Now, Lady A (the band) are digging themselves an even deeper grave by suing Lady A (the singer). But, hey! At least their original band name isn't racist anymore.

"Today we are sad to share that our sincere hope to join together with Anita White in unity and common purpose has ended," Lady A (the band) said in a statement to CBS News. "She and her team have demanded a $10 million payment, so reluctantly we have come to the conclusion that we need to ask a court to affirm our right to continue to use the name Lady A, a trademark we have held for many years."

According to the lawsuit, Lady A (the band) had been using that nickname in tandem with their original name, Lady Antebellum, since as early as 2006, and it became an official trademark for the band in 2011. The lawsuit also reads that "prior to 2020, White did not challenge, in any way, Plaintiffs' open, obvious, and widespread nationwide and international use of the Lady A mark as a source indicator."

The suit says Lady A (the singer) has identified as that name since 2010, although she told Rolling Stone she's been using the stage name for 20 years, adding: "It's an opportunity for them to pretend they're not racist or pretend this means something to them. If it did, they would've done some research. And I'm not happy about that. You found me on Spotify easily—why couldn't they?"

Although Lady A (the band) and Lady A (the singer) have seemingly been in a constructive discussion over their shared name, the singer's ultimate opinion is that this is an issue of "white privilege."

Under a trademark coexistence agreement, it is possible for two artists to share a trademark so long as the artists in question don't interfere with each others' enterprises; for example, two singer-songwriters can both be known as Alex G because they access different markets. The Lady A debacle could possibly fall under this agreement, if both the band and the singer comply.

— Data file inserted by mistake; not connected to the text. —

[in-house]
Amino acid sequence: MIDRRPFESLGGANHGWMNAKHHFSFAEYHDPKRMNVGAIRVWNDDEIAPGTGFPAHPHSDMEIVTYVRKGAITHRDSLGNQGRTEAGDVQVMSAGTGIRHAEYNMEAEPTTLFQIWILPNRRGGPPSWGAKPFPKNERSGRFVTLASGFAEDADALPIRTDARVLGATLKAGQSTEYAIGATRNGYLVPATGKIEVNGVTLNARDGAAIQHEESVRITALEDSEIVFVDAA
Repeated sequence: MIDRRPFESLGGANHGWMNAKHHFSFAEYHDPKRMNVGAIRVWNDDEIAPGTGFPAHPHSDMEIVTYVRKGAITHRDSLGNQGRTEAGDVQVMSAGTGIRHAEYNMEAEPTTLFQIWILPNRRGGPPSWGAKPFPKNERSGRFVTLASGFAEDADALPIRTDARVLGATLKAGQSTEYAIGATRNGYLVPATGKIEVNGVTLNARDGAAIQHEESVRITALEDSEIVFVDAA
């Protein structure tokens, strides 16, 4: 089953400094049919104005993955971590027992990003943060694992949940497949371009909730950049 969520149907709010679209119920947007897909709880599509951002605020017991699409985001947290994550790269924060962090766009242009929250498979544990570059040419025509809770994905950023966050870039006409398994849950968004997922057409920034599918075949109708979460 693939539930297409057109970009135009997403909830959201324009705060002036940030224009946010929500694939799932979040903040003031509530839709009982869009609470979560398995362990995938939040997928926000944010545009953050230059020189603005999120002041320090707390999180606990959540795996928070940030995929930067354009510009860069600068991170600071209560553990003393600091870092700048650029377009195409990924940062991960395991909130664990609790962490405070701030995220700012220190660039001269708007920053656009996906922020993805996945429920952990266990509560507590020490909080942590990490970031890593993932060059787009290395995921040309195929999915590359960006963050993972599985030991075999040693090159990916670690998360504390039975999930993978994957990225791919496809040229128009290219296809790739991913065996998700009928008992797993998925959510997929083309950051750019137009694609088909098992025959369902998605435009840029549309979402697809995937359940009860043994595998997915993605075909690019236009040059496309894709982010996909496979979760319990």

But, as Lady A (the singer) pointed out, Lady A (the band)'s decision to sue their namesake is indicative of their white privilege. From the start, the band's choice to change their name was met with a debate over whether or not it was actually constructive in achieving racial justice.

The world "antebellum" literally means "before the war," but it has since come to be most often associated with the Civil War; for example, the Antebellum South describes the period from the late 18th century to the end of the Civil War, when the southern United States depended on and profited off of slavery.

Due to the racist undertones of the word "antebellum" and the recent spark in Black Lives Matter activism, Lady A (the band) shortened their name—although we all still know what the word stands for. Though the band claimed the word "antebellum" was referencing the style of architecture of the home where they took their first band photos, to use the word at all was a gross move. To then adopt a Black artists' name as your own without doing your research and sue that artist is incredibly backwards logic.

Though it's understandable why Lady A (the band) would feel such a strong attachment to the name, perhaps they'd be better off changing their name entirely. Considering the fact that their only other statement regarding the Black Lives Matter movement was a photo of a Martin Luther King, Jr. quote (and no mention of Black Lives Matter at all), it seems clear that Lady A (the band) aren't set on achieving racial justice or effecting any real change—this legal battle is just an attempt at self-preservation.